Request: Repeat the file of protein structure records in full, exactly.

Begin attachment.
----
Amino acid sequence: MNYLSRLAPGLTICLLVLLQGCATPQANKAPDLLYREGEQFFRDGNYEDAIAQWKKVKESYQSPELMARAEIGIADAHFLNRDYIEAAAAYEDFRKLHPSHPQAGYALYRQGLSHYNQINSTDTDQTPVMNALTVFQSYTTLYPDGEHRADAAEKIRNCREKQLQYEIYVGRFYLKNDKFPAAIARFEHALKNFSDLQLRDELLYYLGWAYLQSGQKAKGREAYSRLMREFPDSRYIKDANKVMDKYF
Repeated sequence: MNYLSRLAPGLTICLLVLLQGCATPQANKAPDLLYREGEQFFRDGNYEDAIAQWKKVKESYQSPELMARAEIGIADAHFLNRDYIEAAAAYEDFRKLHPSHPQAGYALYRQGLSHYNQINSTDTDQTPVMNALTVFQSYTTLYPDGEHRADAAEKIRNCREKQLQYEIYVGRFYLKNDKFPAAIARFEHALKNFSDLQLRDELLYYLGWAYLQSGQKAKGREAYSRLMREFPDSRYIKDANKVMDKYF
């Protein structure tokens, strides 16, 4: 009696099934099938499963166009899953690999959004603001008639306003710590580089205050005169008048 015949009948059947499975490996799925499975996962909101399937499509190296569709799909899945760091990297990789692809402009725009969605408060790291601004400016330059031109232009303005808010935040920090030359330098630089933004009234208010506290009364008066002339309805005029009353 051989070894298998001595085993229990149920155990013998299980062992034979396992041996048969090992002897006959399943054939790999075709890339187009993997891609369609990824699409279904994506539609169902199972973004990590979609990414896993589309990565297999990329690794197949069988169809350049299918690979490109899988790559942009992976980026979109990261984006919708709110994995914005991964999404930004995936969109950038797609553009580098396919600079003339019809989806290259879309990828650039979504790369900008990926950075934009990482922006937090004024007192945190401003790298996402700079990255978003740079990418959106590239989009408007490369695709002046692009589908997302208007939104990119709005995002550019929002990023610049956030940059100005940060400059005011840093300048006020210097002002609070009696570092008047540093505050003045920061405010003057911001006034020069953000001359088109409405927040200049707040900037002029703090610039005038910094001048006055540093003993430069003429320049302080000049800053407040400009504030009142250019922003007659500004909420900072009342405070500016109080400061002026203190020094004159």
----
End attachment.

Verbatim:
Amino acid sequence: MNYLSRLAPGLTICLLVLLQGCATPQANKAPDLLYREGEQFFRDGNYEDAIAQWKKVKESYQSPELMARAEIGIADAHFLNRDYIEAAAAYEDFRKLHPSHPQAGYALYRQGLSHYNQINSTDTDQTPVMNALTVFQSYTTLYPDGEHRADAAEKIRNCREKQLQYEIYVGRFYLKNDKFPAAIARFEHALKNFSDLQLRDELLYYLGWAYLQSGQKAKGREAYSRLMREFPDSRYIKDANKVMDKYF
Repeated sequence: MNYLSRLAPGLTICLLVLLQGCATPQANKAPDLLYREGEQFFRDGNYEDAIAQWKKVKESYQSPELMARAEIGIADAHFLNRDYIEAAAAYEDFRKLHPSHPQAGYALYRQGLSHYNQINSTDTDQTPVMNALTVFQSYTTLYPDGEHRADAAEKIRNCREKQLQYEIYVGRFYLKNDKFPAAIARFEHALKNFSDLQLRDELLYYLGWAYLQSGQKAKGREAYSRLMREFPDSRYIKDANKVMDKYF
């Protein structure tokens, strides 16, 4: 009696099934099938499963166009899953690999959004603001008639306003710590580089205050005169008048 015949009948059947499975490996799925499975996962909101399937499509190296569709799909899945760091990297990789692809402009725009969605408060790291601004400016330059031109232009303005808010935040920090030359330098630089933004009234208010506290009364008066002339309805005029009353 051989070894298998001595085993229990149920155990013998299980062992034979396992041996048969090992002897006959399943054939790999075709890339187009993997891609369609990824699409279904994506539609169902199972973004990590979609990414896993589309990565297999990329690794197949069988169809350049299918690979490109899988790559942009992976980026979109990261984006919708709110994995914005991964999404930004995936969109950038797609553009580098396919600079003339019809989806290259879309990828650039979504790369900008990926950075934009990482922006937090004024007192945190401003790298996402700079990255978003740079990418959106590239989009408007490369695709002046692009589908997302208007939104990119709005995002550019929002990023610049956030940059100005940060400059005011840093300048006020210097002002609070009696570092008047540093505050003045920061405010003057911001006034020069953000001359088109409405927040200049707040900037002029703090610039005038910094001048006055540093003993430069003429320049302080000049800053407040400009504030009142250019922003007659500004909420900072009342405070500016109080400061002026203190020094004159």